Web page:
4. “will be competing with a Tiger OS that will be several point releases along in its development and the next version of Apple’s Mac OS X will already be well along its development track, too.”

    I’m not so sure about that, I remember reading somewhere 6 months ago or so that Apple would be slowing down the anual new release schedule. It seems logical too, however, I don’t doubt for a second that Apple is already thinking about things that could come next, new ways to make everything better.

  5. We’ll pay for Tiger, but the price had better be reasonable. As for the next one, if it’s not a quantum leap….

    After years of relative quiet, Wetland discovered that it was the build up of ear wax that had been affecting his hearing.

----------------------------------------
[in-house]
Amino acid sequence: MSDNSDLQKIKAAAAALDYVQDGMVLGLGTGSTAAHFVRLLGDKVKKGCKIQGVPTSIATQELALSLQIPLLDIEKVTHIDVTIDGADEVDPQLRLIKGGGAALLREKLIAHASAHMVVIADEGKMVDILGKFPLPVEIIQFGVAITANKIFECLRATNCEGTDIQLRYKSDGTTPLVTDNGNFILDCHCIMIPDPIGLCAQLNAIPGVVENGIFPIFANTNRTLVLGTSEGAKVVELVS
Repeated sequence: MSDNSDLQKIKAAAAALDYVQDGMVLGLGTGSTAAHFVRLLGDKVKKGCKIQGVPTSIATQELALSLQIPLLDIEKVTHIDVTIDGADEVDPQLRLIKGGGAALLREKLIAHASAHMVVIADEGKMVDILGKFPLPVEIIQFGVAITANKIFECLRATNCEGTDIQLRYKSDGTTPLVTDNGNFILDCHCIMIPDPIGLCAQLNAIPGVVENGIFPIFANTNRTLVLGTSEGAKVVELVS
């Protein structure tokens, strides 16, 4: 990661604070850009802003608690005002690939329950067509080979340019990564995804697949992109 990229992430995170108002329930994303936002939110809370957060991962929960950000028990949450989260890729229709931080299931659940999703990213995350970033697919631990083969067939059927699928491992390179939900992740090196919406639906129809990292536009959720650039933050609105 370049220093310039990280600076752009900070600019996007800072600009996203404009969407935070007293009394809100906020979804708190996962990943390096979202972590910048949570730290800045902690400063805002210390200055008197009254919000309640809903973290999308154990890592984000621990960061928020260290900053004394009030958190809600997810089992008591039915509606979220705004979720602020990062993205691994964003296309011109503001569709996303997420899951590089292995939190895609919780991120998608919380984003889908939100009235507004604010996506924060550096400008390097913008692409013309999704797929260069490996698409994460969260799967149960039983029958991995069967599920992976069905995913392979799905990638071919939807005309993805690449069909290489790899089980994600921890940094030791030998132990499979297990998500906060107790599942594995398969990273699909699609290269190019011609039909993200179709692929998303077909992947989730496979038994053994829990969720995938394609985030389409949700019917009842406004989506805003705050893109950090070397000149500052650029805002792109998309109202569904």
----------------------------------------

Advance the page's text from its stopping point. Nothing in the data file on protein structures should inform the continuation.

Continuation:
Unlike Microsoft, Apple is talking up Tiger’s more than 100 new features big-time, except to web journalists.

    M/W: next

  6. Everyone said the same thing about XP with its debut. Is it worth the upgrade? Well, appearantly it (XP) sold almost 70 million copies in the first month. So I dont think MS will have a problem getting customers to buy it. I’ll be getting it the day it comes out. Same with Tiger…I love it when people compare Apples to Oranges, and especially on products knowone has even seen before. Tiger will be a great addition to the fam. Judging from my usage of longhorn, it will be aswell..But we’ll see.

  7. “Tiger will ship within the next 90 days (with many rumor sites claiming within the next 30 days). Apple will also very likely follow on with OS X 10.5 (Sabertooth ? …)”

    Funny, I was thinking Sabertooth also.

    Funniest line: “Microsoft is going to have to dig into its very deep pockets to convince people that it’s worth the hassle.”

    Has Windows ever been worth the hassle?

  8. Gack…